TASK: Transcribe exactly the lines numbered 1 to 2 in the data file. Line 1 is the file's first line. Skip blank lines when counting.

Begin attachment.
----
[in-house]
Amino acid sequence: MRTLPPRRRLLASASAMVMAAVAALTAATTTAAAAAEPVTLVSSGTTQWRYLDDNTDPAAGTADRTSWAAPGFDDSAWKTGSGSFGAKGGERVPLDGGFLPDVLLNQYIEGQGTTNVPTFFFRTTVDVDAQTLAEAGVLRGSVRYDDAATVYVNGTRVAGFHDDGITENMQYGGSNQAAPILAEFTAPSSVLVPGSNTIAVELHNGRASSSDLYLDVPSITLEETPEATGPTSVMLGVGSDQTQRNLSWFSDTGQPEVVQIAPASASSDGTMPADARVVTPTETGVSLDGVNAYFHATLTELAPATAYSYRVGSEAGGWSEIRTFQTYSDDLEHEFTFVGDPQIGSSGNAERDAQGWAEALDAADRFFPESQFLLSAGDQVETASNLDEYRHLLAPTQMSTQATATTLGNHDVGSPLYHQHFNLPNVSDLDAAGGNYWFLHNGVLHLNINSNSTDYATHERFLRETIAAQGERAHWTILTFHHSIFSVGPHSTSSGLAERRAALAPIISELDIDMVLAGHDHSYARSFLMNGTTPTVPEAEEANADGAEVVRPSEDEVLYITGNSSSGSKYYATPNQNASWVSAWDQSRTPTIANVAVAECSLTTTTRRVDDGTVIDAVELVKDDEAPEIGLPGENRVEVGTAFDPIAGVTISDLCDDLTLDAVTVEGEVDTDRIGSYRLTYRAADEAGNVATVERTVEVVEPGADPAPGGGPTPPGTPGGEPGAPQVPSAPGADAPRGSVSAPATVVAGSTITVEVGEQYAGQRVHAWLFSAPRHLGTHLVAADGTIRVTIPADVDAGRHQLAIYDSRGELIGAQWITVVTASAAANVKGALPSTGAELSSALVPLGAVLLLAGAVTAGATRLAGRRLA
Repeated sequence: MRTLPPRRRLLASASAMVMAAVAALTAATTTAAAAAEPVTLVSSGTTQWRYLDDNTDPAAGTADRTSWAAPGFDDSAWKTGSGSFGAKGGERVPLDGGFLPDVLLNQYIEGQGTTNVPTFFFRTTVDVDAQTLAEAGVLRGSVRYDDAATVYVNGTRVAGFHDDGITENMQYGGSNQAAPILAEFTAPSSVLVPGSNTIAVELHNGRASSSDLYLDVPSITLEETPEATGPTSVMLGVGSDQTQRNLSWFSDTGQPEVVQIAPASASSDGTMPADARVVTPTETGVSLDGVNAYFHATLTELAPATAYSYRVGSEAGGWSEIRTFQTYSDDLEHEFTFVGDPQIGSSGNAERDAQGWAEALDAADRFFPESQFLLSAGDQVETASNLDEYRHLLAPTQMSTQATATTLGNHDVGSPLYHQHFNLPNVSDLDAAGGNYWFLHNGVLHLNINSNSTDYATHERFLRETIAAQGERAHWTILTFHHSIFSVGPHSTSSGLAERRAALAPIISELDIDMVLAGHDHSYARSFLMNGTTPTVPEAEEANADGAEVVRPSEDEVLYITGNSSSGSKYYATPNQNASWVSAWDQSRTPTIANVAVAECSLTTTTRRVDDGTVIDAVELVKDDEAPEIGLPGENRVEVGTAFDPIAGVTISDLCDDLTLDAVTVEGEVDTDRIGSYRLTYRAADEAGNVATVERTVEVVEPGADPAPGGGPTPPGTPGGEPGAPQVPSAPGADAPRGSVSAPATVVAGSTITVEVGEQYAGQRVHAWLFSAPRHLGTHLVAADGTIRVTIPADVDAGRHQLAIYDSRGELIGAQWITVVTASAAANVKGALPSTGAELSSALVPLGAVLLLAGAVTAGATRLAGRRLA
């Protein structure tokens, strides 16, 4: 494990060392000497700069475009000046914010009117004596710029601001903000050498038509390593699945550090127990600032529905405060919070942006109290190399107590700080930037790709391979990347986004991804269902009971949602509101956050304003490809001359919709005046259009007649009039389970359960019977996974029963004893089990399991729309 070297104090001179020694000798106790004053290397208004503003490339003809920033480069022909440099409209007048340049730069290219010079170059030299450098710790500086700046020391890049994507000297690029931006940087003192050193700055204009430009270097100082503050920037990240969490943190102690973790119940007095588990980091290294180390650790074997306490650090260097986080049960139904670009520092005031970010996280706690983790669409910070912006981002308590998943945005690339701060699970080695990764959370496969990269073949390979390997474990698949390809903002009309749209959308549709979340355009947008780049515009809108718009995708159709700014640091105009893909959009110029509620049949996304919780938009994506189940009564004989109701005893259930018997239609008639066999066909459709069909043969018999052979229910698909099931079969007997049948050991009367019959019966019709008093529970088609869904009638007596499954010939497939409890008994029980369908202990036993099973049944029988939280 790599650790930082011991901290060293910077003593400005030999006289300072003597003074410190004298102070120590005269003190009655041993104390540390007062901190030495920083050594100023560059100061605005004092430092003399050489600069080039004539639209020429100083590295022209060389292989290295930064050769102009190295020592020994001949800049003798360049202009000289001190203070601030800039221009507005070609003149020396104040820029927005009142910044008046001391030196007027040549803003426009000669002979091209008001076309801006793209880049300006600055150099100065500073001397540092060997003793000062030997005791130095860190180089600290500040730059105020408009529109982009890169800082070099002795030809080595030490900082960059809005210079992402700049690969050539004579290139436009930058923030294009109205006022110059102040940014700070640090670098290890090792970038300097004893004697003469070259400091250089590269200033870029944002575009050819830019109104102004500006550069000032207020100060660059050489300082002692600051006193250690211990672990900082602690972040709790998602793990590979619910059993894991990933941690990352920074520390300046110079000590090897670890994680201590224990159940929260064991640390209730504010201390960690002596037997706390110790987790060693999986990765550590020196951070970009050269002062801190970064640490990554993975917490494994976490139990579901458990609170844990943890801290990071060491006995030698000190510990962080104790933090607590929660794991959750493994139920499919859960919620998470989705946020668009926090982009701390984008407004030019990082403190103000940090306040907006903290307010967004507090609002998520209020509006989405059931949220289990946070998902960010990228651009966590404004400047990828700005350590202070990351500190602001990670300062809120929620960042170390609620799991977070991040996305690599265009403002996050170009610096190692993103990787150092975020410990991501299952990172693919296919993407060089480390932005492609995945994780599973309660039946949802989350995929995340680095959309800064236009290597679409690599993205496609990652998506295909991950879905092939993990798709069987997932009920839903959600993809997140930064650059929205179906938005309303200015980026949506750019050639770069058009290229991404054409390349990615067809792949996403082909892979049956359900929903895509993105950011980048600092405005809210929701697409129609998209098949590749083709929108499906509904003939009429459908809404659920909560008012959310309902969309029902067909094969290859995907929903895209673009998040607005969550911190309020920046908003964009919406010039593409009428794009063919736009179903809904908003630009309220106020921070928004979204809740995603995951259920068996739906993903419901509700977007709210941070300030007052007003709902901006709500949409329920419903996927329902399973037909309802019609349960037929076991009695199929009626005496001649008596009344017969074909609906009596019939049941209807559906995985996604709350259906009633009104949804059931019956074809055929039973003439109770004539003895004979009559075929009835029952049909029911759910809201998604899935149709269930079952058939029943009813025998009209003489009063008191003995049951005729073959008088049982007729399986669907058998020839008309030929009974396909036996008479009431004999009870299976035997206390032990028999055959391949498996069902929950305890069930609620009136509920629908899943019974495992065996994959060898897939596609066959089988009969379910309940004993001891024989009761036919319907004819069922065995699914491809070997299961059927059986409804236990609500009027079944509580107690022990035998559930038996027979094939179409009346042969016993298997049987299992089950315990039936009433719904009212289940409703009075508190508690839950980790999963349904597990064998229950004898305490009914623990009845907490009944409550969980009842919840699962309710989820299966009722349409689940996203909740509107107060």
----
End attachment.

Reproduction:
[in-house]
Amino acid sequence: MRTLPPRRRLLASASAMVMAAVAALTAATTTAAAAAEPVTLVSSGTTQWRYLDDNTDPAAGTADRTSWAAPGFDDSAWKTGSGSFGAKGGERVPLDGGFLPDVLLNQYIEGQGTTNVPTFFFRTTVDVDAQTLAEAGVLRGSVRYDDAATVYVNGTRVAGFHDDGITENMQYGGSNQAAPILAEFTAPSSVLVPGSNTIAVELHNGRASSSDLYLDVPSITLEETPEATGPTSVMLGVGSDQTQRNLSWFSDTGQPEVVQIAPASASSDGTMPADARVVTPTETGVSLDGVNAYFHATLTELAPATAYSYRVGSEAGGWSEIRTFQTYSDDLEHEFTFVGDPQIGSSGNAERDAQGWAEALDAADRFFPESQFLLSAGDQVETASNLDEYRHLLAPTQMSTQATATTLGNHDVGSPLYHQHFNLPNVSDLDAAGGNYWFLHNGVLHLNINSNSTDYATHERFLRETIAAQGERAHWTILTFHHSIFSVGPHSTSSGLAERRAALAPIISELDIDMVLAGHDHSYARSFLMNGTTPTVPEAEEANADGAEVVRPSEDEVLYITGNSSSGSKYYATPNQNASWVSAWDQSRTPTIANVAVAECSLTTTTRRVDDGTVIDAVELVKDDEAPEIGLPGENRVEVGTAFDPIAGVTISDLCDDLTLDAVTVEGEVDTDRIGSYRLTYRAADEAGNVATVERTVEVVEPGADPAPGGGPTPPGTPGGEPGAPQVPSAPGADAPRGSVSAPATVVAGSTITVEVGEQYAGQRVHAWLFSAPRHLGTHLVAADGTIRVTIPADVDAGRHQLAIYDSRGELIGAQWITVVTASAAANVKGALPSTGAELSSALVPLGAVLLLAGAVTAGATRLAGRRLA